All forms of sport and entertainment that exploit non-human animals should be banned; animals, like us, can feel fear, stress, exhaustion, and pain. To use animals for our own amusement, whether hunting them for sport or making them perform for us, is demeaning to ourselves as well as to them. Being a species with a great amount of power and control over other species brings with it a responsibility not to abuse that power. Using animals in sports and entertainment is an abuse of our position of responsibility and brutalises society towards animals and nature. All cultures throughout history have used animals in the context of sport and entertainment, from Roman chariot racing up to present day hunting, racing, and circuses. The issue here is not whether or not we can use other species for our own purposes - we can and it is only natural - the issue is animal cruelty, which everyone can agree should be ended. The proposition needs to demonstrate that the practices they are referring to are cruel. There are two categories of activity that are acceptable: first, killing animals that are pests or that are going to be eaten; and secondly, using animals in enjoyable human sports in ways that do not involve cruelty.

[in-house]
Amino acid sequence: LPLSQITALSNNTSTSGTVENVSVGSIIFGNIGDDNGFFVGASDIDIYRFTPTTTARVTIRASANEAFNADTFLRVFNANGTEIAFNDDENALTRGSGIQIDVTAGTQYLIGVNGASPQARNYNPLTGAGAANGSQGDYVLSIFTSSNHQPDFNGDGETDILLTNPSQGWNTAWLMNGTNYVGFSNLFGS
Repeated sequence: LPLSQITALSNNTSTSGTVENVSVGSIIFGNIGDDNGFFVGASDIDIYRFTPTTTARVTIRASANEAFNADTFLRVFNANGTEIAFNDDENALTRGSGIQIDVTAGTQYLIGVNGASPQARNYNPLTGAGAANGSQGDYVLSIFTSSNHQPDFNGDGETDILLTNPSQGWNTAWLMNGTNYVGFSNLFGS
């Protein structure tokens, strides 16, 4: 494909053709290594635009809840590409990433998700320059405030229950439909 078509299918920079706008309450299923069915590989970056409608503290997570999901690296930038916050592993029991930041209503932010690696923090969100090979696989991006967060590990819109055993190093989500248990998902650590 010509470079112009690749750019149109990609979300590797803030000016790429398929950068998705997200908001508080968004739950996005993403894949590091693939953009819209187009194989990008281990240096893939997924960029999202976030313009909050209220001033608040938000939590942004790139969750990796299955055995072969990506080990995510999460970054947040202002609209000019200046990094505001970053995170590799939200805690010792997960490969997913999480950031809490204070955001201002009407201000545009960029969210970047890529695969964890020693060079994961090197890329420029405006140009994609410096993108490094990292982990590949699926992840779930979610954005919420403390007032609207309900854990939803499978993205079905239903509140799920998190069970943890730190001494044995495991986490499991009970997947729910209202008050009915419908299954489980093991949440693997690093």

It is very easy to take up the opposition's challenge to provide concrete examples of cruelty to animals - there are many. Take the case of 'blood sports'. All sorts of hunting, shooting, and fishing boil down to slaughtering other animals for pleasure. If the prey is a pest (e.g. foxes), or needs culling (e.g. hares, deer), there are always more humane ways to kill it than hunting it to the point of terror and exhaustion with a pack of hounds- e.g. killing it with a rifle shot. If the prey is being killed for food it is entirely gratuitous. In modern society people do not need to kill food for themselves but can buy it from a source where animals have been killed humanely. Hunting and fishing are natural activities - many other species in the wild kill and eat each other and there is no reason why we should be any different. These sports are always undertaken for a rational reason and are never gratuitous - they are either to exterminate pests or to provide food. In the case of foxes they are pests. In the case of killing animals to eat - such as fish, or game birds such as pheasants and grouse - the justification is even more straightforward; it is the most natural activity in the world to hunt and eat. And given the controversy surrounding the welfare of animals in modern farms, it would seem preferable to eat an animal that had had a free and happy life in the wild than one that had been reared in a factory farm.